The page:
The committee is asked to only ask questions that will help dig deeper into the question. No answers are provided. No answers are expected. It is the gift of community companionship in the form of engaged questions, often with the asker facing away, so that body language isn’t an influence. It is an interesting process. I’ve done it twice now, and it is indeed a rare and priceless gift.

We bestowed this present upon Ginny, and couple of hours later, we ended the Quaker Clearness Circle and the rite of passage. Questions, and questions, and questions. Answered by more questions. Young woman asking a question. Older women fine-tuning it with more questions. Answers in the form of questions. And silence. Thick, heavy silence. Food for thought. Comfort food. Heavy, rich, amazing comfort food and room to digest some of it on the way home. . .

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Second Rite of Passage: sizzles and twists

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That Saturday, so much juiciness was packed into that luscious recipe of a day, that we could barely hold more, but we did!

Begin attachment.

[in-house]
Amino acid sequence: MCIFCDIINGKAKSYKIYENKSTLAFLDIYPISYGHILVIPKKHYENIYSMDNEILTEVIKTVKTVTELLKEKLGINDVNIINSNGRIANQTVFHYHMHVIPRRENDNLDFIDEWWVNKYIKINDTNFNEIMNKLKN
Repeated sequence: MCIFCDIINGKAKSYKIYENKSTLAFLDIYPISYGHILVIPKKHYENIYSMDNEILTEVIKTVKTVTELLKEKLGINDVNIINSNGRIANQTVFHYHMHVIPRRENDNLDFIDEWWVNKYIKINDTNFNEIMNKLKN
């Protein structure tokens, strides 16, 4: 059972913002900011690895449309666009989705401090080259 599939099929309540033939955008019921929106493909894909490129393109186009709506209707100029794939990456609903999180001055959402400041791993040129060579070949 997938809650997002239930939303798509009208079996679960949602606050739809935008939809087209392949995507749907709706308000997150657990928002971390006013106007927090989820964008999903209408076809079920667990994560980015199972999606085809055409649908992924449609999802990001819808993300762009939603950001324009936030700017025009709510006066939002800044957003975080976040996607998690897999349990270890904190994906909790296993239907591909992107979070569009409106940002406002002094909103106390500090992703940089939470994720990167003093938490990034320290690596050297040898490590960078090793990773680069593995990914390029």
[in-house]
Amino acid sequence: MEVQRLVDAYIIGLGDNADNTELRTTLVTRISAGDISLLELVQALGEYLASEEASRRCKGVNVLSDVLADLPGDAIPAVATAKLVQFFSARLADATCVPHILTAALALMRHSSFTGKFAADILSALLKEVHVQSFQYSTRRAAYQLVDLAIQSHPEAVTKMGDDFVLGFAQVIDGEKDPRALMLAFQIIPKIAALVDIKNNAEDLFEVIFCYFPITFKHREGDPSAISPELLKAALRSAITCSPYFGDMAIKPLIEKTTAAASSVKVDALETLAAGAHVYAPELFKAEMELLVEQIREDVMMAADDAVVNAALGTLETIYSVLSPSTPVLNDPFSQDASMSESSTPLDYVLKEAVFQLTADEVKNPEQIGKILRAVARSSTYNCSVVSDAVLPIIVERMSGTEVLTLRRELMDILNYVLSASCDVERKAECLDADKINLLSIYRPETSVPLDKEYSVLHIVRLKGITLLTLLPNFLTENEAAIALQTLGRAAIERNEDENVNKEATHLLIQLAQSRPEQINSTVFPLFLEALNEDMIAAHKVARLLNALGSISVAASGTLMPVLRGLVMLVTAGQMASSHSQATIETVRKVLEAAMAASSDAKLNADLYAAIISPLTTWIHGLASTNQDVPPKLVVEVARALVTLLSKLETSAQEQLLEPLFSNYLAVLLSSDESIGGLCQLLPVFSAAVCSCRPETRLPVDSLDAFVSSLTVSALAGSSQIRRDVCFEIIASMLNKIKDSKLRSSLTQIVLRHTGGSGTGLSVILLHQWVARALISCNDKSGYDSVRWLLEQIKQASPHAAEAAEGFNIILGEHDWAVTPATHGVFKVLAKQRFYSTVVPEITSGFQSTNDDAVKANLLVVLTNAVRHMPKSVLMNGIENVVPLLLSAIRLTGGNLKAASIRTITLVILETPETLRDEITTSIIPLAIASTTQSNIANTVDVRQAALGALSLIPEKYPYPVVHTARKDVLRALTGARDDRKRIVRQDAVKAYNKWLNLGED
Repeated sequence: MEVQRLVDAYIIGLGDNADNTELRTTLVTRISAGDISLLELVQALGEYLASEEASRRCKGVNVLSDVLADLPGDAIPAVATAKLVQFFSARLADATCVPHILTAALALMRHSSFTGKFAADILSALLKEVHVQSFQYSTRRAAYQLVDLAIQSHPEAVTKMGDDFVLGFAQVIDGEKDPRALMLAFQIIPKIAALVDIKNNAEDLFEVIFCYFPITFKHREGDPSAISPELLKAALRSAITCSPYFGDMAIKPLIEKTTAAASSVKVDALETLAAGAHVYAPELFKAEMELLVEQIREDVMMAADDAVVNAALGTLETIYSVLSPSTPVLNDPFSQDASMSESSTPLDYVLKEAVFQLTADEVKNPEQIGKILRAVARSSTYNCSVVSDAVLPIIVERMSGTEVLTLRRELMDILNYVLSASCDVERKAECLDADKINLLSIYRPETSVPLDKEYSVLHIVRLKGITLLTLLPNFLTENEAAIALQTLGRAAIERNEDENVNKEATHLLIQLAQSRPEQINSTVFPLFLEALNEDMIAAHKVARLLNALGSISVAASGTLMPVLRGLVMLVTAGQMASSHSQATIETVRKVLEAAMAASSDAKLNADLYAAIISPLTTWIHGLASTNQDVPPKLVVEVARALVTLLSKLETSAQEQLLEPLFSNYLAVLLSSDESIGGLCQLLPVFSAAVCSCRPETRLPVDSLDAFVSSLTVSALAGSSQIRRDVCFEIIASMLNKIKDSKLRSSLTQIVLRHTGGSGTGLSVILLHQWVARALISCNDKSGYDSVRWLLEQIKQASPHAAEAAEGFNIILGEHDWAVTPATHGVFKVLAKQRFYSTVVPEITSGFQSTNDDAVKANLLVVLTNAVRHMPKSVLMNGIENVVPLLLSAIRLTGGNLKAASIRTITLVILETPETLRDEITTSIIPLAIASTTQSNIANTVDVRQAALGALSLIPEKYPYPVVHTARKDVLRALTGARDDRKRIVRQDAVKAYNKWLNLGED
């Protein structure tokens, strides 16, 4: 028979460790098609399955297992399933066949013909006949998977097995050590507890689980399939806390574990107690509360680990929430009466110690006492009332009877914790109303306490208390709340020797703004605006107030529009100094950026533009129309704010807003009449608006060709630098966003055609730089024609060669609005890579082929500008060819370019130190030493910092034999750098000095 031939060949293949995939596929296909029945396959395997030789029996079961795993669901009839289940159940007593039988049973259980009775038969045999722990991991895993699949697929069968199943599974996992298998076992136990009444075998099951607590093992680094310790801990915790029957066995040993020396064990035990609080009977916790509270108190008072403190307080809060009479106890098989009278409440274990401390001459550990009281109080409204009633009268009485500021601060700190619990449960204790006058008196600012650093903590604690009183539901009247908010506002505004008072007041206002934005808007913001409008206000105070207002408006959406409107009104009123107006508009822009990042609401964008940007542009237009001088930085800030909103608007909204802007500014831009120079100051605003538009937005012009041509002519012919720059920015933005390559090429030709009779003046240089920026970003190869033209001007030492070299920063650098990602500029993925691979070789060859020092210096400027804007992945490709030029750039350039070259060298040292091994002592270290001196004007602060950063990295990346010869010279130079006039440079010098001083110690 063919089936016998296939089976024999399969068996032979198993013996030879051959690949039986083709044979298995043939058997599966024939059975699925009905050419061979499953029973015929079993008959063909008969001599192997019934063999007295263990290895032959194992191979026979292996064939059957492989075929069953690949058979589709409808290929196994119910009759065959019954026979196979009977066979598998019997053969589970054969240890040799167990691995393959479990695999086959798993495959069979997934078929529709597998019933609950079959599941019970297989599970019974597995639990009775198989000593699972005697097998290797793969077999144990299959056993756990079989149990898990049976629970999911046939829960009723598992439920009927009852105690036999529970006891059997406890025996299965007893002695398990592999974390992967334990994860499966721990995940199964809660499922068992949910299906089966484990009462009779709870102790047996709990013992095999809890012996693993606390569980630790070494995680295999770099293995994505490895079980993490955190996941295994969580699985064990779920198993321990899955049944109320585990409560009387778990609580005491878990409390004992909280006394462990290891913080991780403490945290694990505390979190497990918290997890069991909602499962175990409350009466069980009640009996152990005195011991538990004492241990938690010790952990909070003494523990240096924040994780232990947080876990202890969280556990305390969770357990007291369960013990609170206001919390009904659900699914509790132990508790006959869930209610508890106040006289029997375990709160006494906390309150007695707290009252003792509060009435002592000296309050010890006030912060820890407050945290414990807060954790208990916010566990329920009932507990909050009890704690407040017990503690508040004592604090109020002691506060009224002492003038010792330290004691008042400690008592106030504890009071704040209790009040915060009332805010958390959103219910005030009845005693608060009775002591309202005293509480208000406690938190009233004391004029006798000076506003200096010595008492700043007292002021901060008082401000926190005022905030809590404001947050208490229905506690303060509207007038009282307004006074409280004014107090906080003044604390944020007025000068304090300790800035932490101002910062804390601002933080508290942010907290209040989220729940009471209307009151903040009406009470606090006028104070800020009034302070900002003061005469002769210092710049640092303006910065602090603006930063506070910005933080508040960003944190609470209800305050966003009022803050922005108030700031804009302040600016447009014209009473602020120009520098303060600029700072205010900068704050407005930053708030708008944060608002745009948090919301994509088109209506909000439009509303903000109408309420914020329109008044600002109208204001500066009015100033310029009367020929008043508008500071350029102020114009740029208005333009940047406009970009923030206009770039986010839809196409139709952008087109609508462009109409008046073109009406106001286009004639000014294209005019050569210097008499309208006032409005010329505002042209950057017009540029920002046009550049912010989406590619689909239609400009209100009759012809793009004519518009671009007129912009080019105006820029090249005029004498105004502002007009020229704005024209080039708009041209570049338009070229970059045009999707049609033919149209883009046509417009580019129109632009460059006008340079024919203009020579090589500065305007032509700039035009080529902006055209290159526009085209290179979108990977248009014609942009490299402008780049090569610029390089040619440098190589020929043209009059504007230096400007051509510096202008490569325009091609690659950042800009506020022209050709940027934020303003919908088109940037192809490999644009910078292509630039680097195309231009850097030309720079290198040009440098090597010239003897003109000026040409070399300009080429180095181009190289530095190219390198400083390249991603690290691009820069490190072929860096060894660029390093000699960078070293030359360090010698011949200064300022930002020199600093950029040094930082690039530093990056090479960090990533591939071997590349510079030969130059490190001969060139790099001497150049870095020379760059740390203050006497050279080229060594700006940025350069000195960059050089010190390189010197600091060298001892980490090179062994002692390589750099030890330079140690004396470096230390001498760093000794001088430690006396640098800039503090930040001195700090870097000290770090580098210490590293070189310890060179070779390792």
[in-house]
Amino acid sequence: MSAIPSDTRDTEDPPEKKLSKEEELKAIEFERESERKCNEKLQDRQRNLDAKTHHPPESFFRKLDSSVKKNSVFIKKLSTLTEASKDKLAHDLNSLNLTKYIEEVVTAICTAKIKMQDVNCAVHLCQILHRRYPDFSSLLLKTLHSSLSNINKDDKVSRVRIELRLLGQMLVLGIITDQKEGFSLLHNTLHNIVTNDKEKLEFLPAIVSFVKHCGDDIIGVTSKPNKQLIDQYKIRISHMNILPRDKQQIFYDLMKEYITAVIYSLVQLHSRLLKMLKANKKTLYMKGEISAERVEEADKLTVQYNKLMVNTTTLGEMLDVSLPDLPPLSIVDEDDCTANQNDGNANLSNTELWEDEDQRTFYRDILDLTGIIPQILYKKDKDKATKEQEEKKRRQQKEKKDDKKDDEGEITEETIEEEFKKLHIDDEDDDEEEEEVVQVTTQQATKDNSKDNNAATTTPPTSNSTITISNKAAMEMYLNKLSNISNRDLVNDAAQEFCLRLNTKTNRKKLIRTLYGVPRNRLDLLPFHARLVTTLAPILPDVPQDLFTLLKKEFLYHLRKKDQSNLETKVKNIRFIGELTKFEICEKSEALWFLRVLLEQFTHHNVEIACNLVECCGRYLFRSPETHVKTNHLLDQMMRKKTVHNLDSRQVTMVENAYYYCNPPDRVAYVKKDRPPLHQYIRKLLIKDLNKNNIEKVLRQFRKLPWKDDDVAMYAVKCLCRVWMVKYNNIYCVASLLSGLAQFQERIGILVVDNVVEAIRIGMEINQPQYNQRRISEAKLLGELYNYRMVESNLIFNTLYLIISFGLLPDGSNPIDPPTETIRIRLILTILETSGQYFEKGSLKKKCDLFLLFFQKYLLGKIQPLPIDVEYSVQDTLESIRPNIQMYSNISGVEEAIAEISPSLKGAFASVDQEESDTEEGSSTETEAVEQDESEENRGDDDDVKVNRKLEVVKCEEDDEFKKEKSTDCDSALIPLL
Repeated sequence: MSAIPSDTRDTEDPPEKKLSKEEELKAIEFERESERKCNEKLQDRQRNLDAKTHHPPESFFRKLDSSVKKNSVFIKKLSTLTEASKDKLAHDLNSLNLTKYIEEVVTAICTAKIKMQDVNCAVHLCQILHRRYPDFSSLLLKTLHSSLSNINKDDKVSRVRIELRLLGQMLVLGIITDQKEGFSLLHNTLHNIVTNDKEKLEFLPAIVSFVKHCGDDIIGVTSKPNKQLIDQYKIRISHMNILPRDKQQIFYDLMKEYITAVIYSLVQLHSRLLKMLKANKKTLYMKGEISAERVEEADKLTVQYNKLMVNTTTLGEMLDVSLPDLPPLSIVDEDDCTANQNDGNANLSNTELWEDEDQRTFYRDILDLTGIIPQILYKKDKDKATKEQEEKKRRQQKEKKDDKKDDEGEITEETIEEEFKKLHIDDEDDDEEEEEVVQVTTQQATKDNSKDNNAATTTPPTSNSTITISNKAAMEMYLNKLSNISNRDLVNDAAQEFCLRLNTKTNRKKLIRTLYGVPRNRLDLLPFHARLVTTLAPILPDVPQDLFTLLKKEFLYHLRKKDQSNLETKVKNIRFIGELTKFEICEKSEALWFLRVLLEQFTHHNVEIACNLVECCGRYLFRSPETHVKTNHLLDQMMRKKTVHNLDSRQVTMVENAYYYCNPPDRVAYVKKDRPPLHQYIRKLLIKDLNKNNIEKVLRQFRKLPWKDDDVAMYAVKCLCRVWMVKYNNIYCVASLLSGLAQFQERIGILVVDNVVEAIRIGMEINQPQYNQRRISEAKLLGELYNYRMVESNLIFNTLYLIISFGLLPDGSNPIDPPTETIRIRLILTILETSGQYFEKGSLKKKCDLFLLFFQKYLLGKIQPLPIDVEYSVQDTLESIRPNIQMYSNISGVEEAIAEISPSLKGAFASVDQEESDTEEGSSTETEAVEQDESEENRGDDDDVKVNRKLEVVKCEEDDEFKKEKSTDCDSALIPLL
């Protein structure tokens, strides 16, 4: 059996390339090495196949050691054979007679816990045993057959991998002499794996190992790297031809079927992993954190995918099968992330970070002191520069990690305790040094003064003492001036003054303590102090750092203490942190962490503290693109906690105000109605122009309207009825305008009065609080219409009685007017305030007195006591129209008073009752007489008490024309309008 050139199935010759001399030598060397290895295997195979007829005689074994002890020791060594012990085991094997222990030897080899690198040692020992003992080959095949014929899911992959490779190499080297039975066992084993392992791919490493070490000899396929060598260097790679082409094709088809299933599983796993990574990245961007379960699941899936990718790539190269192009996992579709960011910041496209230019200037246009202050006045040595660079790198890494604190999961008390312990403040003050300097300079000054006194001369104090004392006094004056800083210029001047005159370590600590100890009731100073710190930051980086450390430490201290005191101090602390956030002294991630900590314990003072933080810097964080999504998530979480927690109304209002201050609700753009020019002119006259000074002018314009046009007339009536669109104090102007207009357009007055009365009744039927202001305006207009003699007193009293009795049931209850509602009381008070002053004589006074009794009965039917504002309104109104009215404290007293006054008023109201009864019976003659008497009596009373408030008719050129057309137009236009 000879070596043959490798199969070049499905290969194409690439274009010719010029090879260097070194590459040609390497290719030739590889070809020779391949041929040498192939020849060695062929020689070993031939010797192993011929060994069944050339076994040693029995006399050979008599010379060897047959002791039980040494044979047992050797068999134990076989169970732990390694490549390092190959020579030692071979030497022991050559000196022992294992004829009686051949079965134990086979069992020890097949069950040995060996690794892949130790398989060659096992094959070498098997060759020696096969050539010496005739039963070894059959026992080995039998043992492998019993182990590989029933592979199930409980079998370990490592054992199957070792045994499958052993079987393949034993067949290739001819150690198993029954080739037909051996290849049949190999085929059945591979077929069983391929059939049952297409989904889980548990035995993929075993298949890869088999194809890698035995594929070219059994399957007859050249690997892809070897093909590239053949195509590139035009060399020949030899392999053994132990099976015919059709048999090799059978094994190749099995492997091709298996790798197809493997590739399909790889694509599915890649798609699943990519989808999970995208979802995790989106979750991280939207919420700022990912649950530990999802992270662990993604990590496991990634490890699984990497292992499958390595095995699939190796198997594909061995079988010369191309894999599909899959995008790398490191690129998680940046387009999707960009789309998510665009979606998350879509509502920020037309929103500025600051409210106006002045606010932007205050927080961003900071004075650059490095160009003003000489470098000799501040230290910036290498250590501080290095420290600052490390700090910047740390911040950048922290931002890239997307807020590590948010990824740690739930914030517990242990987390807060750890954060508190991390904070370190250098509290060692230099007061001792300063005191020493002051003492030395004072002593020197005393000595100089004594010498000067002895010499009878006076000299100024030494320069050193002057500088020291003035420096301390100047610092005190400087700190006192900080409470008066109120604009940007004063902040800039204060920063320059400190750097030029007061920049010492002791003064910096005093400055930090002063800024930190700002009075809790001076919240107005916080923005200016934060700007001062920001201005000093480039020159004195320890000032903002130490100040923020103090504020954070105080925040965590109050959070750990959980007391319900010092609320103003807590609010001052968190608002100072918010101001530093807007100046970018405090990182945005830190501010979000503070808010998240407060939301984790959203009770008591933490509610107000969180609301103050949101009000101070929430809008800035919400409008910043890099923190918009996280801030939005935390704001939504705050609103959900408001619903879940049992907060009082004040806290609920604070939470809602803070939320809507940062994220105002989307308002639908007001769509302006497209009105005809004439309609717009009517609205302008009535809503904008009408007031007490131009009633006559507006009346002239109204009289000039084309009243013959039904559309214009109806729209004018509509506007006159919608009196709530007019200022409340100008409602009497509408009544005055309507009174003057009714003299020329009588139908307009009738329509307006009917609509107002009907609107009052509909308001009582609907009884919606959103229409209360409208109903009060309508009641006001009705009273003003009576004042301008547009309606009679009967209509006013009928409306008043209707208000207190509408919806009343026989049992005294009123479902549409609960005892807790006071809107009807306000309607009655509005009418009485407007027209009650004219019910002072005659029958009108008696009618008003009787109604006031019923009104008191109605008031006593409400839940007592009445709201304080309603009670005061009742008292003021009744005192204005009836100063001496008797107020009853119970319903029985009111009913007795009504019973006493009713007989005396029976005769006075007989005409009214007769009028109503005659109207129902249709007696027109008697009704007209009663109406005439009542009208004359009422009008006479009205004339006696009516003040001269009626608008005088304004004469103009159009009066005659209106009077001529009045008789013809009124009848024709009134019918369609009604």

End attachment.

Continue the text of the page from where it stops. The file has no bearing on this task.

Behind the kitchen counter.  Maril held brown gift bags adorned with flames of purple and pink tissue paper flaring out. “Your mom asked me to give you the gifts of the stomach,” she said. Then out came a set of measuring cups and spoons. A cookbook with pockets.

“I’m going to teach you to make a meal that you can serve to all your friends!” And there it was: community in six courses. Rosemary lemon roasted chicken, garlic mashed potatoes, steamed broccoli, mushroom gravy, sautéed yellow squash, and apple pie.

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For an hour or so in the kitchen. Ginny was trailing her at every turn for worthwhile instruction in the arts of steam and butter. “Squeeze two lemons over the chickens, then stuff one of them inside, and leave one in the pan. Sprinkle rosemary, salt and pepper over them. Put them in the oven.”

Time ticks on quickly, then resounds a ring. “Ginny, present the meal!” The feast is laid. One more beginning cook starting out on her culinary journey.